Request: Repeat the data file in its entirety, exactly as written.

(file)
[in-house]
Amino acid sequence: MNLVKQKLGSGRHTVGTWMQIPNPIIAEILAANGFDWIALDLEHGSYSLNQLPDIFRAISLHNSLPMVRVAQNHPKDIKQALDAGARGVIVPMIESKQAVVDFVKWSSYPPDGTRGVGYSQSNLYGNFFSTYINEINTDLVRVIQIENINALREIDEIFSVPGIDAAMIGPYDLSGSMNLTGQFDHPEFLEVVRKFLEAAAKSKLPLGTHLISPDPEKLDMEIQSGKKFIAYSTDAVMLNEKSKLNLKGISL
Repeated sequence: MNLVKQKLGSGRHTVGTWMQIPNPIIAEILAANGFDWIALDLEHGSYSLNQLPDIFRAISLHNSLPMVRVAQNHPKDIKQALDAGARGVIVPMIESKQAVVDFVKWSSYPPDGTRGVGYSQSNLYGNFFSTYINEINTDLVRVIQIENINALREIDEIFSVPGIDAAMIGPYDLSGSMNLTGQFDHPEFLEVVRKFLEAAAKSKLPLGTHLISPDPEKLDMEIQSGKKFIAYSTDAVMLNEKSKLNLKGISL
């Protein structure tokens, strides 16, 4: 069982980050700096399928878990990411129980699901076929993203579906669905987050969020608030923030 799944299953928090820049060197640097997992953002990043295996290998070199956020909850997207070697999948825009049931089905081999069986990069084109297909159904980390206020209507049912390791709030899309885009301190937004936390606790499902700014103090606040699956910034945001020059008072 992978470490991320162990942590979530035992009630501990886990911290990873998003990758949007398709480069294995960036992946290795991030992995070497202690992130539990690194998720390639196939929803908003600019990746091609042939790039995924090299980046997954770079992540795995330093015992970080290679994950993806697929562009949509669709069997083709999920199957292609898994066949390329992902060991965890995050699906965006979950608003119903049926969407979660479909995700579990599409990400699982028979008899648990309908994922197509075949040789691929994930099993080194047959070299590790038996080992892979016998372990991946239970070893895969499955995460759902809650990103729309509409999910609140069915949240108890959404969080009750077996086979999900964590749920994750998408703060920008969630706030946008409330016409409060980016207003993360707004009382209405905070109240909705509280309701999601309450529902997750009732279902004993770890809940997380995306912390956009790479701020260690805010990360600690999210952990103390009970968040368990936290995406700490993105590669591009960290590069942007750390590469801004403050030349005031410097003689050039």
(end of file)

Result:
[in-house]
Amino acid sequence: MNLVKQKLGSGRHTVGTWMQIPNPIIAEILAANGFDWIALDLEHGSYSLNQLPDIFRAISLHNSLPMVRVAQNHPKDIKQALDAGARGVIVPMIESKQAVVDFVKWSSYPPDGTRGVGYSQSNLYGNFFSTYINEINTDLVRVIQIENINALREIDEIFSVPGIDAAMIGPYDLSGSMNLTGQFDHPEFLEVVRKFLEAAAKSKLPLGTHLISPDPEKLDMEIQSGKKFIAYSTDAVMLNEKSKLNLKGISL
Repeated sequence: MNLVKQKLGSGRHTVGTWMQIPNPIIAEILAANGFDWIALDLEHGSYSLNQLPDIFRAISLHNSLPMVRVAQNHPKDIKQALDAGARGVIVPMIESKQAVVDFVKWSSYPPDGTRGVGYSQSNLYGNFFSTYINEINTDLVRVIQIENINALREIDEIFSVPGIDAAMIGPYDLSGSMNLTGQFDHPEFLEVVRKFLEAAAKSKLPLGTHLISPDPEKLDMEIQSGKKFIAYSTDAVMLNEKSKLNLKGISL
């Protein structure tokens, strides 16, 4: 069982980050700096399928878990990411129980699901076929993203579906669905987050969020608030923030 799944299953928090820049060197640097997992953002990043295996290998070199956020909850997207070697999948825009049931089905081999069986990069084109297909159904980390206020209507049912390791709030899309885009301190937004936390606790499902700014103090606040699956910034945001020059008072 992978470490991320162990942590979530035992009630501990886990911290990873998003990758949007398709480069294995960036992946290795991030992995070497202690992130539990690194998720390639196939929803908003600019990746091609042939790039995924090299980046997954770079992540795995330093015992970080290679994950993806697929562009949509669709069997083709999920199957292609898994066949390329992902060991965890995050699906965006979950608003119903049926969407979660479909995700579990599409990400699982028979008899648990309908994922197509075949040789691929994930099993080194047959070299590790038996080992892979016998372990991946239970070893895969499955995460759902809650990103729309509409999910609140069915949240108890959404969080009750077996086979999900964590749920994750998408703060920008969630706030946008409330016409409060980016207003993360707004009382209405905070109240909705509280309701999601309450529902997750009732279902004993770890809940997380995306912390956009790479701020260690805010990360600690999210952990103390009970968040368990936290995406700490993105590669591009960290590069942007750390590469801004403050030349005031410097003689050039």